The bottom portion 4 is comprised of an outer sole 10, a mid sole 11, and a layer 12. The mid sole 11 and layer 12 are made of a soft material such as felt, foam or similar shoe material. The outer sole 10 is made of a relatively tough, long wearing, resilient material such as rubber or other elastomeric material, and generally provides a tread surface for the shoe.

When constructing the shoe 1 according to the present invention, a spring device 20 is placed in the mid sole 11 of the shoe 1. In the case of an athletic shoe the spring device 20 is generally positioned below the area of the heel counter 3. The device 20 is comprised of two, horizontal, rectangular, semi-elliptical plates 21 and 22 with one or more springs 40 or bands of elastic-type material in parallel positioned between the plates 21 and 22 and joined together with the plates 21 and 22 at either end 41. The ends 23 of the upper plate 21 are formed into a plurality of flanges 25 projecting downwardly at an approximate right angle. Near to the ends 24 of the lower plate 22 are upwardly projecting right angle hooks 26 for receiving and engaging the upper plate flanges 25. The lower plate ends 24 have notches 27 corresponding to gaps 28 between the upper plate flanges 25. The longitudinal axis of the plates 21 and 22 extend from end 23, 24 to end 23, 24, and are coincident with the longitudinal axis of the shoe 1. The width of the plates 21 and 22 corresponds generally to the width of the mid sole 11. The outwardly curving faces 29 and 30 of the plates 21 and 22 face one another. When the upper plate 21 is joined to the lower plate 22 by means of the flanges 25 engaging the lower plate hooks 26, the lower plate ends 24 are then bent upwardly, thereby holding the upper plate flanges 25 in position against the lower plate hooks 26.

Positioned between the outwardly curving faces 29 and 30 of the plates 21 and 22 are one or more springs 40 or bands. In this embodiment of the invention simple coil spring elements 42 are used. The ends 41 of the spring elements 42 are formed into double latches 43. Before placement between the plates 21 and 22 (FIG. 2), the superior latch 44 of each end 41 is open, and the inferior latch 45 is closed. This allows the spring 40 to be inserted through the openings 31 formed by the plates' notches 27 and gaps 28. The inferior latch 45 immediately grasps the lower plate 22 through the notches 27 formed at the lower plate ends 24. The superior latches 44 are then bent back over the upper plate ends 23 in the gaps 28 between flanges 25.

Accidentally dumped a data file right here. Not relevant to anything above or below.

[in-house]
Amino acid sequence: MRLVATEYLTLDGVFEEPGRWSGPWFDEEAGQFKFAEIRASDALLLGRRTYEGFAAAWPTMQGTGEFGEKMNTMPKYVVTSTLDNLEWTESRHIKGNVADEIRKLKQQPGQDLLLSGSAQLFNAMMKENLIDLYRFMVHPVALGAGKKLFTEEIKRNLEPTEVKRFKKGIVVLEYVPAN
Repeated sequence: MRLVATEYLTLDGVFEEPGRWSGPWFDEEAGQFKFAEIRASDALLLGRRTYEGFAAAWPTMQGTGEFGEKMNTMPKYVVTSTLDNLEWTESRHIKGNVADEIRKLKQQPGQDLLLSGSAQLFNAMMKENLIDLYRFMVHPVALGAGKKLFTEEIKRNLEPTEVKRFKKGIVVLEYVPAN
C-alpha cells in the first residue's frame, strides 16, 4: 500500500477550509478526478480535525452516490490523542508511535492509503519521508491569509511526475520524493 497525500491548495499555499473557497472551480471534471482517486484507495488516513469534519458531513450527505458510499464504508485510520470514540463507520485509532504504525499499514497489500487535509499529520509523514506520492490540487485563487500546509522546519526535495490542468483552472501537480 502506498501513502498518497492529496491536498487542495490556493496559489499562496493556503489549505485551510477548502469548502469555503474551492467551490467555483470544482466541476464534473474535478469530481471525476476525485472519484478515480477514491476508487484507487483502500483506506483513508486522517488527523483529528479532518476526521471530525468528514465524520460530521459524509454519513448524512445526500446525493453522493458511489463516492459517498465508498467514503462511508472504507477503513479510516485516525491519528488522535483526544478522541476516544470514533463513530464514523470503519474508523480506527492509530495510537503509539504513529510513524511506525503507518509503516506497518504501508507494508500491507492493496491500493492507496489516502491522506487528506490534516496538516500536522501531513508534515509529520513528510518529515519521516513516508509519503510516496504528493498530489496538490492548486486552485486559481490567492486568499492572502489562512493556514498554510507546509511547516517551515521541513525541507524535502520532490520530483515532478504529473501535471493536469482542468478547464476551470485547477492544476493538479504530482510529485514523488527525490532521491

In operation the two plates 21 and 22 are acted upon at heel strike by the force of the wearer's kinetic energy (FIG. 6). The force at heel strike will cause the plates 21 and 22 to compress between the downward force of the wearer and the immovable force of the ground 50. The plate 21 and 22 will tend to flatten and thereby lengthen along their longitudinal axis. This in turn will cause the spring elements 42 to stretch. The heel strike force is thereby absorbed. Once pressure is taken off the plates 21 and 22 as the body weight of the shoe wearer is moved forward on the foot in midstance and toe off phases of the wearer's gait, the spring element 42 will begin contracting and the plates 21 and 22 shortening along their longitudinal aixs, thereby releasing energy stored in the spring elements 42 and plates 21 and 22 back to the shoe wearer and aiding in the wearer's forward momentum (FIG. 7). While the wearer is in mid stride, the spring device 20 will be at rest (FIG. 5).

The plates 21 and 22 may vary in weight and/or density to permit different shock absorption properties based on the sport or activity involved, and/or the possible weight of the wearer or size of the shoe. In the preferred embodiment, the springs 40 are molded polymer springs. Various materials and densities based on the same considerations as for the plates 21 and 22 may also be used. The spring device 40 may also be imbedded in felt, foam or similar shoe material to add life and prevent collapse.

It is understood that the above-described embodiment is merely illustrative of the application. Other embodiments, therefore, may be readily devised by those skilled in the art which will embody the principles of the invention and fall within the spirit and scope thereof.

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Classifications
U.S. Classification36/38, 36/27
International ClassificationA43B21/30, A43B13/18
Cooperative ClassificationA43B13/183, A43B21/30, A43B13/182
European ClassificationA43B13/18A1, A43B13/18A2, A43B21/30
Legal Events
DateCodeEventDescription
16 Sep 1997FPExpired due to failure to pay maintenance fee
Effective date: 19970709
6 Jul 1997LAPSLapse for failure to pay maintenance fees
11 Feb 1997REMIMaintenance fee reminder mailed
29 Mar 1993FPAYFee payment
Year of fee payment: 4
29 Mar 1993SULPSurcharge for late payment
3 Feb 1993REMIMaintenance fee reminder mailed